Anti-apartheid activist Winnie Mandela was arrested twice in separate street protests Wednesay just one week after she was sentenced to six years in prison for kidnapping and assault, police said.

The wife of Nelson Mandela, deputy president of the African National Congress, was picked up early Wednesday for taking part in an ANC Women's League bid to obstruct rush-hour traffic, police Capt. Eugene Oppermann said. She went to court, was warned and released and promptly returned to the scene of her first arrest - with 120 members of the ANC Women's League - and sat down in the middle of the road.

Police arrived and threw what appeared to be low-powered stun or gas grenades into the crowd of seated women, before arresting Winnie Mandela for a second time.

"Don't pull me. What are you pulling me for?" she shouted as she was taken away.

She said police did not arrest white farmers when they recently obstructed traffic in Pretoria to protest land reforms and abolition of apartheid.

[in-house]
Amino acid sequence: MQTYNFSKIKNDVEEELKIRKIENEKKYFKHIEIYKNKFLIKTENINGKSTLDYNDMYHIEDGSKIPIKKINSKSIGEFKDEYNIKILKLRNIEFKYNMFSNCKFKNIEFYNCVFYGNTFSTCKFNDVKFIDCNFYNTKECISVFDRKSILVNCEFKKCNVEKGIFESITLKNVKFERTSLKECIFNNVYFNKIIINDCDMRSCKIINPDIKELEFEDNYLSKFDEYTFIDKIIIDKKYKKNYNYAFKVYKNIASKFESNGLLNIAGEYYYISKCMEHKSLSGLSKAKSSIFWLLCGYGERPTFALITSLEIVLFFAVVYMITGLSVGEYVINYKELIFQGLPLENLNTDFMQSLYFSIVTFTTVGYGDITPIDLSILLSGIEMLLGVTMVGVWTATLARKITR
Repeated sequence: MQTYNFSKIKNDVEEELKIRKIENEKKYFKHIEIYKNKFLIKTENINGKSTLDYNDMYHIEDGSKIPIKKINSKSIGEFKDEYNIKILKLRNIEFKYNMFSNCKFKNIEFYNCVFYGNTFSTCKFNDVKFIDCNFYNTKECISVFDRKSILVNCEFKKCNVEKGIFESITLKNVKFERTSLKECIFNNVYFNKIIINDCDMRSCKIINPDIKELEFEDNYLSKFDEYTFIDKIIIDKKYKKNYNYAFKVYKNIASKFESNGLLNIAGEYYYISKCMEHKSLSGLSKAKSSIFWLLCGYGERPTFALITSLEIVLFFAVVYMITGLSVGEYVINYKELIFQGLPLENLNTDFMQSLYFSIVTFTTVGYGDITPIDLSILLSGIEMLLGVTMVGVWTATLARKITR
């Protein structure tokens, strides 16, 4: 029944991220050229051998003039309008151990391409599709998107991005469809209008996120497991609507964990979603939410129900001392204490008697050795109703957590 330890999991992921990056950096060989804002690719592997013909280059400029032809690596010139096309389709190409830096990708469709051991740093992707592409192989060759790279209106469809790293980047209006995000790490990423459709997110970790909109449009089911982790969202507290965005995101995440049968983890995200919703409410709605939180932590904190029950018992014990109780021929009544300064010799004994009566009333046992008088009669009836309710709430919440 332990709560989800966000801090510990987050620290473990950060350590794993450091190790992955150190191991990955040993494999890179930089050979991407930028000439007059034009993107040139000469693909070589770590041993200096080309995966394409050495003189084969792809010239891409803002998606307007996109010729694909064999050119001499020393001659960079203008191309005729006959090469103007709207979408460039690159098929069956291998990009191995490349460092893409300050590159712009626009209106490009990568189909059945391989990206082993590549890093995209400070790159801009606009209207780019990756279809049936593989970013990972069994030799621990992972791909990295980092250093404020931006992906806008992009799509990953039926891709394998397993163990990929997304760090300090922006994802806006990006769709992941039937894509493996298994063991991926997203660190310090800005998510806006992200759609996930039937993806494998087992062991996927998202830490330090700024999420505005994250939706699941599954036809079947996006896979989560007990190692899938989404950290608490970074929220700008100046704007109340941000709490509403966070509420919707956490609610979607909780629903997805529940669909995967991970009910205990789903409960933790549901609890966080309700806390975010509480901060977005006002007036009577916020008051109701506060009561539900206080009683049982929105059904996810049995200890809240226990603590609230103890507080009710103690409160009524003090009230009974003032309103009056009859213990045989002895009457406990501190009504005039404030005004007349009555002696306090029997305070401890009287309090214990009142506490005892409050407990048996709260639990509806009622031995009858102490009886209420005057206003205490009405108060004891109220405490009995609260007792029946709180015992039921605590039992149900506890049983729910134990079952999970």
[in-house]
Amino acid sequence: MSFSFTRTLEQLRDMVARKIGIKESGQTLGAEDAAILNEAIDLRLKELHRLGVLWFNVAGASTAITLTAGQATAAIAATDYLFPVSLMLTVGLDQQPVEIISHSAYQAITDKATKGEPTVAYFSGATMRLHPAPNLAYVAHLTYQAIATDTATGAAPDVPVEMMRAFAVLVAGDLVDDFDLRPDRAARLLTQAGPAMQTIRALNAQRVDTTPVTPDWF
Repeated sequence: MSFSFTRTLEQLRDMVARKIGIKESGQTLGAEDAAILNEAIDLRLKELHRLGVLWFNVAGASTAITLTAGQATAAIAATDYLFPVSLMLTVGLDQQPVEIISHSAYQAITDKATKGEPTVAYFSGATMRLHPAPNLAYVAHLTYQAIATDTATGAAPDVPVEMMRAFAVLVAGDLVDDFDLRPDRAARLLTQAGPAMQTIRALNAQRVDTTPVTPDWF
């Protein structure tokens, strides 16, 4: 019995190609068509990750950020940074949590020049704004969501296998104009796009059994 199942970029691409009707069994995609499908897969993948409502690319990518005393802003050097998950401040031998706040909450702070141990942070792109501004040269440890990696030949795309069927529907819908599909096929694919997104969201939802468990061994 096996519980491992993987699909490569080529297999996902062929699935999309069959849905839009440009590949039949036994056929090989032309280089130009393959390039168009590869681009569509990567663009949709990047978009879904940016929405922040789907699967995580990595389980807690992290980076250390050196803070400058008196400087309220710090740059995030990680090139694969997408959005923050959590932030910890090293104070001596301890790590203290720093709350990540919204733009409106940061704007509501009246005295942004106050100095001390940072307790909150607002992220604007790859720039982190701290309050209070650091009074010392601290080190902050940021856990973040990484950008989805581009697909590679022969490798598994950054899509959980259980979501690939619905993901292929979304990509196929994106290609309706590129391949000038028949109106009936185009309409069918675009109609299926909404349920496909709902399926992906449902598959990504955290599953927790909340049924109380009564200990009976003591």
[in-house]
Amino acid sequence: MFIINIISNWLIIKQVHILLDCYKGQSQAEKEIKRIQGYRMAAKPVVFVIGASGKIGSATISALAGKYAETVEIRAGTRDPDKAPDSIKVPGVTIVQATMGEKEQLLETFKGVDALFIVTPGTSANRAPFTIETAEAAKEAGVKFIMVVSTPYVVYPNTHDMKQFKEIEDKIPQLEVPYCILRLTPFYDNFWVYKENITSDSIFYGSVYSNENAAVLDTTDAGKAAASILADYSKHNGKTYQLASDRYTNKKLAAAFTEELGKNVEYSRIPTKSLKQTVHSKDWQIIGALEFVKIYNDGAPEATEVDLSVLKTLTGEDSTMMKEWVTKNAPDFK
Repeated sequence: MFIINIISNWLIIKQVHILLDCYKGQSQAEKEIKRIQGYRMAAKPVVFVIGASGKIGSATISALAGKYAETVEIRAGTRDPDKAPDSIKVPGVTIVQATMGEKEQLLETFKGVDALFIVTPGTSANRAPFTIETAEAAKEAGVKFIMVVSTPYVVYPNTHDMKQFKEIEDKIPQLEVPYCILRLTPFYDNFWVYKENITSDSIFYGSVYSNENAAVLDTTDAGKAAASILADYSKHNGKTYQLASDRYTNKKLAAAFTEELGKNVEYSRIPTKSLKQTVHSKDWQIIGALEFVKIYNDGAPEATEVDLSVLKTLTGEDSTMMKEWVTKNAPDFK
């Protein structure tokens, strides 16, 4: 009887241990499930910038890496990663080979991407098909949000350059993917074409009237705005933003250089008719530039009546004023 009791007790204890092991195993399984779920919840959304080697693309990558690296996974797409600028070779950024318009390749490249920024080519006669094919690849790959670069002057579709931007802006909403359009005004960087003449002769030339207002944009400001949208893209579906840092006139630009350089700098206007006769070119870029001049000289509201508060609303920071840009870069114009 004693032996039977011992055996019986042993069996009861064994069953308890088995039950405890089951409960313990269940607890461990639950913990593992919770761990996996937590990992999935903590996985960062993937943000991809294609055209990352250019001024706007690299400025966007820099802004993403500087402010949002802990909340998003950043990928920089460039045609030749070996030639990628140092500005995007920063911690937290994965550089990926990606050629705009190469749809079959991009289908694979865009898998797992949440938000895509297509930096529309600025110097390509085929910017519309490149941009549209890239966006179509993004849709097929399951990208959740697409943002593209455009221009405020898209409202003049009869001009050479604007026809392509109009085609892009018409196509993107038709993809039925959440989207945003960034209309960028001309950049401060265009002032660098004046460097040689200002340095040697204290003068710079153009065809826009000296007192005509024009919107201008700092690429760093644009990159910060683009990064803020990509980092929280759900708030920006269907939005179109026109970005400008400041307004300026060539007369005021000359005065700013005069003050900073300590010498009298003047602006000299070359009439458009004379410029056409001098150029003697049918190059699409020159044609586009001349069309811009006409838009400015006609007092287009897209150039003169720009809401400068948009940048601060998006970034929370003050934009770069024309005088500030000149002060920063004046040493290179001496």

The ANC leadership Wednesday observed a day of fasting in support of 200 political prisoners on a hunger strike.

The arrest provoked a call from ANC activist Albertina Sisulu for women across South Africa to present themselves at police stations and demand to be arrested.

The ANC leadership Wednesday observed a day of fasting in support of 200 political prisoners on a hunger strike to protest their incarceration.

The government had agreed to release all political prisoners by April 30 but the ANC and President Frederik de Klerk differ on the definition of a political prisoner.